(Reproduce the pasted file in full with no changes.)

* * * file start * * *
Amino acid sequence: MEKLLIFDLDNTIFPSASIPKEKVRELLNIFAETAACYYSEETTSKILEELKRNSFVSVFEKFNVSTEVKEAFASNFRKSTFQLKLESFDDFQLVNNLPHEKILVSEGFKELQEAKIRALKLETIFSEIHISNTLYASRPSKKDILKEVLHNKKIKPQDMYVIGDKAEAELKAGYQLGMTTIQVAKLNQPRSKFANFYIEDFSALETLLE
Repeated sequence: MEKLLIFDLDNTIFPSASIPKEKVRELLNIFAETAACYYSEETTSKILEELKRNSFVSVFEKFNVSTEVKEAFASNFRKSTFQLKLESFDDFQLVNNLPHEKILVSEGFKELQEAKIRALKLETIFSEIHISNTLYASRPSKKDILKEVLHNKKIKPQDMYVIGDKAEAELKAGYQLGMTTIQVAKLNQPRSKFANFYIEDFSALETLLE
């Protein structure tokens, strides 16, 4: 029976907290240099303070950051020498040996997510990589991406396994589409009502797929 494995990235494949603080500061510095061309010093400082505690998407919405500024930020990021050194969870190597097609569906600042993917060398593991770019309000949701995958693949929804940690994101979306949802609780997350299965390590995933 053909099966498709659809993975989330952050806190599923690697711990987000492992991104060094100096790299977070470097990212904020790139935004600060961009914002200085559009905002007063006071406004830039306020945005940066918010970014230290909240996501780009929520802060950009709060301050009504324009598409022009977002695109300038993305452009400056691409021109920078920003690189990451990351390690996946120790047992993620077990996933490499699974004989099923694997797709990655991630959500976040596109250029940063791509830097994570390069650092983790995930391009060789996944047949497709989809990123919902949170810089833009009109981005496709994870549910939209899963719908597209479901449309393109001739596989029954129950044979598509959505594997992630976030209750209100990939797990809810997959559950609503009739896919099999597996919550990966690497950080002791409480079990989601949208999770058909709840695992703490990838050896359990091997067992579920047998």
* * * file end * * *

Amino acid sequence: MEKLLIFDLDNTIFPSASIPKEKVRELLNIFAETAACYYSEETTSKILEELKRNSFVSVFEKFNVSTEVKEAFASNFRKSTFQLKLESFDDFQLVNNLPHEKILVSEGFKELQEAKIRALKLETIFSEIHISNTLYASRPSKKDILKEVLHNKKIKPQDMYVIGDKAEAELKAGYQLGMTTIQVAKLNQPRSKFANFYIEDFSALETLLE
Repeated sequence: MEKLLIFDLDNTIFPSASIPKEKVRELLNIFAETAACYYSEETTSKILEELKRNSFVSVFEKFNVSTEVKEAFASNFRKSTFQLKLESFDDFQLVNNLPHEKILVSEGFKELQEAKIRALKLETIFSEIHISNTLYASRPSKKDILKEVLHNKKIKPQDMYVIGDKAEAELKAGYQLGMTTIQVAKLNQPRSKFANFYIEDFSALETLLE
């Protein structure tokens, strides 16, 4: 029976907290240099303070950051020498040996997510990589991406396994589409009502797929 494995990235494949603080500061510095061309010093400082505690998407919405500024930020990021050194969870190597097609569906600042993917060398593991770019309000949701995958693949929804940690994101979306949802609780997350299965390590995933 053909099966498709659809993975989330952050806190599923690697711990987000492992991104060094100096790299977070470097990212904020790139935004600060961009914002200085559009905002007063006071406004830039306020945005940066918010970014230290909240996501780009929520802060950009709060301050009504324009598409022009977002695109300038993305452009400056691409021109920078920003690189990451990351390690996946120790047992993620077990996933490499699974004989099923694997797709990655991630959500976040596109250029940063791509830097994570390069650092983790995930391009060789996944047949497709989809990123919902949170810089833009009109981005496709994870549910939209899963719908597209479901449309393109001739596989029954129950044979598509959505594997992630976030209750209100990939797990809810997959559950609503009739896919099999597996919550990966690497950080002791409480079990989601949208999770058909709840695992703490990838050896359990091997067992579920047998």